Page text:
I've even had the surprise of being pulled up half-way through what was intended to be a 'spectator' (i.e. Drinking) night and given the band's spare Strat as I hadn't brought a guitar of my own.

 

It's fun in a slightly scary way.

The 'assembled' band have always, but always, chosen to play at least one track I didn't know and the last time I was up I didn't know any of the three (I think? More Beer!) I sat in on.........[scared]

 

Quality varies, of course, but is usually pretty good and sometimes excellent.

 

P.

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I want to start another band and I've advertised for a singer, but I've had no replies.

So, this is what I'm going to do. Go to open nights. I've found where a few are I'm going to see what the talent's like.

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I want to start another band and I've advertised for a singer, but I've had no replies.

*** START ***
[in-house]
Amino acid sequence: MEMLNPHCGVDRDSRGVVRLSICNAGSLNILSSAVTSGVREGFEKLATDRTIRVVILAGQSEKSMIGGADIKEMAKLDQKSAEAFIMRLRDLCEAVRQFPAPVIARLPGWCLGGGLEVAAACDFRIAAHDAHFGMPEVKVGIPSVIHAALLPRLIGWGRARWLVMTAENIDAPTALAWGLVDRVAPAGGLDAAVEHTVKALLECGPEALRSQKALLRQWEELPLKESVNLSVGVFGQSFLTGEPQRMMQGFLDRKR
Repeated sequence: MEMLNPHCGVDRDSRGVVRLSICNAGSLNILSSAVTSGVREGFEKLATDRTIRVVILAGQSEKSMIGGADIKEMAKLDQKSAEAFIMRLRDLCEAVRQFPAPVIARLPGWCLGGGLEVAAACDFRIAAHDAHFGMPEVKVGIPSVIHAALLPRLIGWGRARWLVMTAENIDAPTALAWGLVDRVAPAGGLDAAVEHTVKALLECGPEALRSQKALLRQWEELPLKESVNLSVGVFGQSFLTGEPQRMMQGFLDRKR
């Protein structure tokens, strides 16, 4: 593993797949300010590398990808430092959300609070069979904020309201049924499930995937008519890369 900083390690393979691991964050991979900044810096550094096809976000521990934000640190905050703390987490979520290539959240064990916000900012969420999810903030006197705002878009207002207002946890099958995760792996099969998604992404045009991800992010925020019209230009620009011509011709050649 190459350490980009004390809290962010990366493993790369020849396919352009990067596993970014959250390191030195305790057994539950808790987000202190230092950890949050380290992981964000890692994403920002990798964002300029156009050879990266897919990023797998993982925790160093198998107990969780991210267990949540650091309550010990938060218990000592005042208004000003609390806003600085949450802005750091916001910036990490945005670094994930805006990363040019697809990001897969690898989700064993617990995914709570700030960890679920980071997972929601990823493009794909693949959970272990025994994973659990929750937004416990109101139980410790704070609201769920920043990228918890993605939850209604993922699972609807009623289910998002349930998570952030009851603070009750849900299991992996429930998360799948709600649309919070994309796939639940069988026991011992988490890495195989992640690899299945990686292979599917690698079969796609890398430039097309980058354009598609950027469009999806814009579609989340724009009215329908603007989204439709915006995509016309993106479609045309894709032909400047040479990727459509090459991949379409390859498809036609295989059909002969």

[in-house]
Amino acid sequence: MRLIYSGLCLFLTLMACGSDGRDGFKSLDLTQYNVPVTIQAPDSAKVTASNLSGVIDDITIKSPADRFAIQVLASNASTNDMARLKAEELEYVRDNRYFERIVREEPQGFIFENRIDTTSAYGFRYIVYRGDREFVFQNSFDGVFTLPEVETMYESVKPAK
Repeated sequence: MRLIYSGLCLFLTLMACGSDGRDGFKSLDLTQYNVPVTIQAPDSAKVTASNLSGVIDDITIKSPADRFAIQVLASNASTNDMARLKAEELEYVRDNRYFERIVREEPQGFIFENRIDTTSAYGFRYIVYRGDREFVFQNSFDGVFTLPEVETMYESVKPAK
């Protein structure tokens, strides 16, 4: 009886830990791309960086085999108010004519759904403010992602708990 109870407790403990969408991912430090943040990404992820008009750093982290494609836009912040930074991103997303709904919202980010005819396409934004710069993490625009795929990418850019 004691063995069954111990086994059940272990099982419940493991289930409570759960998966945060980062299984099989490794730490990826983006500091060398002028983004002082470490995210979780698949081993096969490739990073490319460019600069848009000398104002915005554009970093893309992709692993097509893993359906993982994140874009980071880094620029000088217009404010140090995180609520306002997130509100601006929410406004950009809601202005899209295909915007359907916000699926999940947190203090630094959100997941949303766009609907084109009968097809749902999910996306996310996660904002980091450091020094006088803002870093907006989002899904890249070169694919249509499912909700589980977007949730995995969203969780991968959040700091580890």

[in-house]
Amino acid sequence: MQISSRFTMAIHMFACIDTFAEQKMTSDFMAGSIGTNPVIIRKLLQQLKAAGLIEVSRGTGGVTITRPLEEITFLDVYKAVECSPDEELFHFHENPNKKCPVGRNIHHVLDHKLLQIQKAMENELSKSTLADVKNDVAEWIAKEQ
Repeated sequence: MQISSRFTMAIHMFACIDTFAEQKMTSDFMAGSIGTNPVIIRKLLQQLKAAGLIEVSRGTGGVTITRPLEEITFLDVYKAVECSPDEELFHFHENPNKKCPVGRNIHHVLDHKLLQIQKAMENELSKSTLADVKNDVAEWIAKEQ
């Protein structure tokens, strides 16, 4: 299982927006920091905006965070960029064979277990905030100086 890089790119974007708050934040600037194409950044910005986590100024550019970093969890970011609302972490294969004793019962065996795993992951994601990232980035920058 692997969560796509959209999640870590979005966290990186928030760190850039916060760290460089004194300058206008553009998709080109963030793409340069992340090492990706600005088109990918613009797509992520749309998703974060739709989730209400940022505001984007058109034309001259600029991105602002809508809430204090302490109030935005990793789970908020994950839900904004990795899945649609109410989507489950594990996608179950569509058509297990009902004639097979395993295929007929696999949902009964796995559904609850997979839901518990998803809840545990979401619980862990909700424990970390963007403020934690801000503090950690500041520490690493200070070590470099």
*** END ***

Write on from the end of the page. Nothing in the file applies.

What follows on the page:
So, this is what I'm going to do. Go to open nights. I've found where a few are I'm going to see what the talent's like.

Totally.. thats another good use for them.. Networking.. You never know who will go to these things and will at least find some like minded people you may wanna jam with and then who knows... :)

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Guest rogerb

We have an open mic at our weekend gig, basically singers can get on a list and then sing one song with the band. Usually it works out fine, sometimes you will even hear a good singer. Many times you just cringe during the entire song.

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480083_515166528509060_179118643_n.jpg

 

Playing for free in a commercial establishment takes food out of the mouths of working musicians. It's akin to pirating their songs.